When we take a closer look at what is expected competency wise for each of the levels we see a focus on relationship management, conflict resolution and the skill of mediation.
What is apparent, is that the focus of the skill set has shifted dramatically from what the HRCI certification entailed. The emphasis is on conflict management in the broadest sense and embodies many best practices from that field.
In addition, HR professionals are expected to be developing their conflict management competencies at all levels and that by the time you get to a mid-level, are expected to be able to mediate.
Most HR professionals have heard about mediation, but not all are confident in their ability to mediate successfully.
What is apparent is that to comply with the SHRM competency standards HR professionals need to be conflict resolution competent. They need to be able to handle their own conflict challenges well, and help out others with their conflicts. In a nutshell they need to be conflict competent mediators.
What is fascinating, is that SHRM, accurately in my view, identified what it is that HR professionals (and other leaders for that matter) do a lot of the time in the management of employees: mediate.
However, for the most part, they don’t know that they are already mediating. Certainly they are mediating informally more often than they realize.
This is encouraging as with a little training and guidance HR professionals make great mediators.
In conclusion, my answer is yes! HR professionals should continue to mediate workplace conflicts and disputes as confirmed in part by the HRCI and in full by SHRM.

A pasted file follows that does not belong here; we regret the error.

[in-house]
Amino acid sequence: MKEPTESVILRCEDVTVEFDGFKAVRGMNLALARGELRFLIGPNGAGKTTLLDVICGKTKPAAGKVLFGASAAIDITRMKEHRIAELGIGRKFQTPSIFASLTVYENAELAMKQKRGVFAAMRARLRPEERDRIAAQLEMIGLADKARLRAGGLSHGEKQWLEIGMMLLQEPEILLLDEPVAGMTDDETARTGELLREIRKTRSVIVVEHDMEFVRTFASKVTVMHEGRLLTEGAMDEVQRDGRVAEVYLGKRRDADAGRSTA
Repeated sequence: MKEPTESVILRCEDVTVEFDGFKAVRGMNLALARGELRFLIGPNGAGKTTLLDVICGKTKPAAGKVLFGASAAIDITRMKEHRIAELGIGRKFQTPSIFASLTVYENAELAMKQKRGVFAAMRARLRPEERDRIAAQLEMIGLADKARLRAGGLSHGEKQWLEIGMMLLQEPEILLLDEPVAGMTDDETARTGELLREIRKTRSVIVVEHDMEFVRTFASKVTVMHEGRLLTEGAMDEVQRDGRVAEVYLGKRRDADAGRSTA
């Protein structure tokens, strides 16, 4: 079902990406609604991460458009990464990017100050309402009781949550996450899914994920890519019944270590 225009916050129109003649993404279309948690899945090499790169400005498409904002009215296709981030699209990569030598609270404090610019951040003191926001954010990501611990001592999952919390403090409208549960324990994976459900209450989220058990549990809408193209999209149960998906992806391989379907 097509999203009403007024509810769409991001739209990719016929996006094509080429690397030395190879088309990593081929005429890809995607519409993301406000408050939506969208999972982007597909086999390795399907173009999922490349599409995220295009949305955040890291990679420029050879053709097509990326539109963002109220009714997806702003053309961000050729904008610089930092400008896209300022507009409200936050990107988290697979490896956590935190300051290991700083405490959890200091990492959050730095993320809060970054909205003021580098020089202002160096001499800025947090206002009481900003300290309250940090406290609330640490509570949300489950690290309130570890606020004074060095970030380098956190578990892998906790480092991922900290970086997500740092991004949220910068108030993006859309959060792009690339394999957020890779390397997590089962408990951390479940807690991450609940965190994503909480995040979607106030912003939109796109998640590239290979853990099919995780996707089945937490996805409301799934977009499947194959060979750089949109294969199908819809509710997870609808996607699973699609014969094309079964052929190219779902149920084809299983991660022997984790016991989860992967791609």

And while concerns about neutrality are well founded, there is still a way to use the mindset and process of the mediator with diplomacy.
I’m curious to hear your thoughts on this question…
SHRM Relationship Management Competency
Key attributes that focus on conflict management:
Early level expectations focus on:
- Listening without immediately providing the solution,
- Making referrals of difficult situations to their manager,
- Preventing transactional conflicts and when that is not possible facilitating their resolution,
- Providing information about conflict resolution options, and
- Developing a reputation as a neutral and approachable HR representative.
Mid-level expectations focus on:
- Recognizing potential employee relations issues in a proactive manner and resolving the issue,
- Mediating difficult interactions, and escalating problems when warranted,
- Developing a reputation as a neutral and approachable HR professional serving employees and the organization,
- Fostering a positive team environment among staff, and
- Facilitating conflict resolution meetings.
Senior level expectations focus on:
- Mediating difficult employee relations as a neutral party,
- Developing policies and practices for resolving conflicts,
- Resolving escalated conflicts among stakeholders,
- Managing challenging issues in union and non-union environments,
- Negotiating with internal and external stakeholders,
- Building consensus and settling disputes internal to HR on policy and practice decisions, and
- Facilitating difficult interactions among organizational stakeholders to achieve optimal outcomes.
Executive level expectations focus on:
- Creating conflict resolution strategies and processes throughout the organization,
- Negotiating with internal and external stakeholders to advance the interests of the organization,
- Fostering a culture that supports intra-organizational relationships throughout organization,
- Proactively developing relationships with peers, clients, suppliers, board members, and senior leaders.